Grips are an easy way to refresh the look and feel of your MTB. At $20, the Loam Grip from PNW Components is a good-looking option for riders looking to spruce up their ride.
- Width: 133.5mm
- Durometer: 25A
- Listed weight 90g
- Single clamp design
- Ergonomic pattern designed to support palms and relieve fatigue caused by trail chatter
- Rubber compound formulated to balance comfort and reliable grip
- Available in a wide range of colors for customizing your ride
We haven’t always included images of the packaging in reviews, but I think that’s something we may to change. We make an effort in our daily lives to recycle and minimize our carbon footprint, (even if our cities and infrastructure is letting us down in this regard) and prefer to support brands that also feel the same.
While there’s only so much you can do in terms of reuse/ upcycling for the product itself, it’s nice the packaging is fully recyclable. I also like the graphic design elements in play here as well.
The cutout window lets you still see and feel the texture of the grip — which is nice for retail display purposes; though I honestly can’t remember the last time I was inside of a bike shop now…
On the trail
The PNW Loam Grip features a small inner flange, which got me excited to test them on my dirt jumper. I’ve been running a 1x drive train to facilitate the hill climb at our neighborhood bike park and the small flange-like lip plays well with shift levers.
However, the grip features a bit of flex, which I didn’t find to be a benefit in a freestyle application. The small movement of the grip was unnerving for aggressive moves on the pump track and street. It is called the “loam grip” though so, I can’t hold that against it as it was designed for trail riding.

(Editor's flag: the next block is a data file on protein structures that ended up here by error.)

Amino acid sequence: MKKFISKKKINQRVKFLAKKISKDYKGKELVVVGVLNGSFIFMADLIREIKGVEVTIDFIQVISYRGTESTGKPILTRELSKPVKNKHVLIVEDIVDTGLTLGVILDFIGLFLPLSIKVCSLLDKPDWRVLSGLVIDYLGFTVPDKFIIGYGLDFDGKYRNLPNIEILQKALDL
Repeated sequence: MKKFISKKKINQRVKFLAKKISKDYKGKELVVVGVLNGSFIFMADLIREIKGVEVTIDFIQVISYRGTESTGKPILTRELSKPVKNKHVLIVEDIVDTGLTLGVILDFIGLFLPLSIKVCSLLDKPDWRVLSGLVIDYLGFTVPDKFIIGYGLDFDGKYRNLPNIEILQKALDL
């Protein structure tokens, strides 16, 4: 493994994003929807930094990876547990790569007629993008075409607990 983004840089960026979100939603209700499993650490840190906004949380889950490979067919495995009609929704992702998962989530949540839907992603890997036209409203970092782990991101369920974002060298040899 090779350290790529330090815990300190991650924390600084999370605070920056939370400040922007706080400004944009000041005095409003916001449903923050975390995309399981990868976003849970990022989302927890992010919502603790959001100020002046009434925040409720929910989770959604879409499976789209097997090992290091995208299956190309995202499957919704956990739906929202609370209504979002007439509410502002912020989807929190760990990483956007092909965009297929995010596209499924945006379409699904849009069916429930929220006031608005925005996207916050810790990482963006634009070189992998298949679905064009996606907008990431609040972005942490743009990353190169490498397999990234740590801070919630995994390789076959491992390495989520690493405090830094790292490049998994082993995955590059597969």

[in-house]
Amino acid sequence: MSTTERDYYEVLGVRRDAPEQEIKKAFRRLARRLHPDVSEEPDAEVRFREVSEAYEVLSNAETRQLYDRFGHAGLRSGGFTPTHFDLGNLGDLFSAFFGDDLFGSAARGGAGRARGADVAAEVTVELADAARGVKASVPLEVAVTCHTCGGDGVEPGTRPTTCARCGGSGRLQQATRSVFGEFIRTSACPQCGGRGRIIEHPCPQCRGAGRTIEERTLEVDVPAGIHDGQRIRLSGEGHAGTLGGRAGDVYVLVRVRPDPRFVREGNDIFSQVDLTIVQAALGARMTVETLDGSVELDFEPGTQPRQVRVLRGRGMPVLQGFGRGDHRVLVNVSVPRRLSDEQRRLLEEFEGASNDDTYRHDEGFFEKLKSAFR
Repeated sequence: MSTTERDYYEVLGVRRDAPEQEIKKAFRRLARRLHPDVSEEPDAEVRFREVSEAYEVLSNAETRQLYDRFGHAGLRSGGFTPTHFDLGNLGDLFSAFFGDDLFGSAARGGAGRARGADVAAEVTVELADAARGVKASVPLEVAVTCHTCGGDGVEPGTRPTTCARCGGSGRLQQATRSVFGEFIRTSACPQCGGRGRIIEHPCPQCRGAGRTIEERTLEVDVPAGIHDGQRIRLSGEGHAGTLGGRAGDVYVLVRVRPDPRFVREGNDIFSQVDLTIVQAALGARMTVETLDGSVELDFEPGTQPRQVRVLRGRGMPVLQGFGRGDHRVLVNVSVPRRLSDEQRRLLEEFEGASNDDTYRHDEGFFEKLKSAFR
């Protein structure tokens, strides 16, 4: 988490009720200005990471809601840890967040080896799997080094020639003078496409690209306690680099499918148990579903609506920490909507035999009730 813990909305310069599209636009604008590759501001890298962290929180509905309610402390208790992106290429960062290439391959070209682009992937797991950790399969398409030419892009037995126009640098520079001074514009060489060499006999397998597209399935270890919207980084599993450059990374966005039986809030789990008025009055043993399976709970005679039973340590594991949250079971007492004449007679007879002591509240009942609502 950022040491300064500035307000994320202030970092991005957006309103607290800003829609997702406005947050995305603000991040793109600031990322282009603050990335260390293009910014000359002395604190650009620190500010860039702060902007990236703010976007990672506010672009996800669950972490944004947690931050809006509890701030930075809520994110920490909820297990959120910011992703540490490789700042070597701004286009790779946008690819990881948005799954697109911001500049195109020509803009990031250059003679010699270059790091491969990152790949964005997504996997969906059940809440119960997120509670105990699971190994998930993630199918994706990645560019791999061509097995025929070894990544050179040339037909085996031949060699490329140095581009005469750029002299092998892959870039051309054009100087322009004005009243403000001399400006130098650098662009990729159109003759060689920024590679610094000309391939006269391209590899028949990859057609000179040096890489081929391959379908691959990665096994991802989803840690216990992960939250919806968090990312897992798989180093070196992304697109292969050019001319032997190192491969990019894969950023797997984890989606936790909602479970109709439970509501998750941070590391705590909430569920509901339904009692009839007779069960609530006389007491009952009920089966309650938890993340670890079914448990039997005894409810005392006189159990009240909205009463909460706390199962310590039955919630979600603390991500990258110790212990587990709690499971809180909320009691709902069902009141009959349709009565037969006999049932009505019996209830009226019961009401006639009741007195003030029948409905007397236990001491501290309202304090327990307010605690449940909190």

It was a great match installed on my Kona Honzo Carbon hardtail. Pairing it with a matching PNW Components handlebar looked to be a viable solution for proving a bit of hand and shoulder relief on long, multi-surface terrain rides from the house.
The Loam Grip is indeed a comfortable option. That bit of flex found on paved pump tracks is unnoticeable on the trail, and the benefits in terms of vibration damping are pronounced. It features a slight taper which adds to a great feel and provides ample grip in both wet and dry conditions. Though I haven’t tried it in gravity applications yet, (IE, my enduro bike) the small bit of flex was greatly appreciated in rough terrain, and even more so on my lightweight hardtail. In terms of durability, so far they have held up well.
For the last few seasons, we’ve been finding we prefer single clamp grips as that small bit of additional surface area. Having the option to rest one’s palms on the outer edge of the grip on long climbs is quite nice. I’ve also been riding with and without gloves a bit more and found the grips were comfortable in both applications.
Overall, we found the Loam Grip to be a great option for riders looking for a comfortable grip for their trail bike. At $20, they’re affordable with an ample range of colors.